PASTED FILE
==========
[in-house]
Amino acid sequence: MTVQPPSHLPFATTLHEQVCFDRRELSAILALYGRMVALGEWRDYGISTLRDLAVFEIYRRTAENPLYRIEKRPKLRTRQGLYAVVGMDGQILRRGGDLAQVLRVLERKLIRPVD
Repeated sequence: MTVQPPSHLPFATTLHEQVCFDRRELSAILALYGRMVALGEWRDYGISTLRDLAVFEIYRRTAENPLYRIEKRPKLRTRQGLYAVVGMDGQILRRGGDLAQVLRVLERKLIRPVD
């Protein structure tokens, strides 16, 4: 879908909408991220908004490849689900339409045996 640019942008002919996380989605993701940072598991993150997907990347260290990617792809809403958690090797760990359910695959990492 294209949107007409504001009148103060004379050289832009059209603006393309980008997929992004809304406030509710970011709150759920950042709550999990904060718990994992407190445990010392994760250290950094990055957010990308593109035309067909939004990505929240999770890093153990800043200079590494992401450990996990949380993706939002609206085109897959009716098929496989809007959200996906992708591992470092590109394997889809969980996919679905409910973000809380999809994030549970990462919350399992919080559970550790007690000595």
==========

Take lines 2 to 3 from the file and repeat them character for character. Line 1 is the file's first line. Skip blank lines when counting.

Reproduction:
Amino acid sequence: MTVQPPSHLPFATTLHEQVCFDRRELSAILALYGRMVALGEWRDYGISTLRDLAVFEIYRRTAENPLYRIEKRPKLRTRQGLYAVVGMDGQILRRGGDLAQVLRVLERKLIRPVD
Repeated sequence: MTVQPPSHLPFATTLHEQVCFDRRELSAILALYGRMVALGEWRDYGISTLRDLAVFEIYRRTAENPLYRIEKRPKLRTRQGLYAVVGMDGQILRRGGDLAQVLRVLERKLIRPVD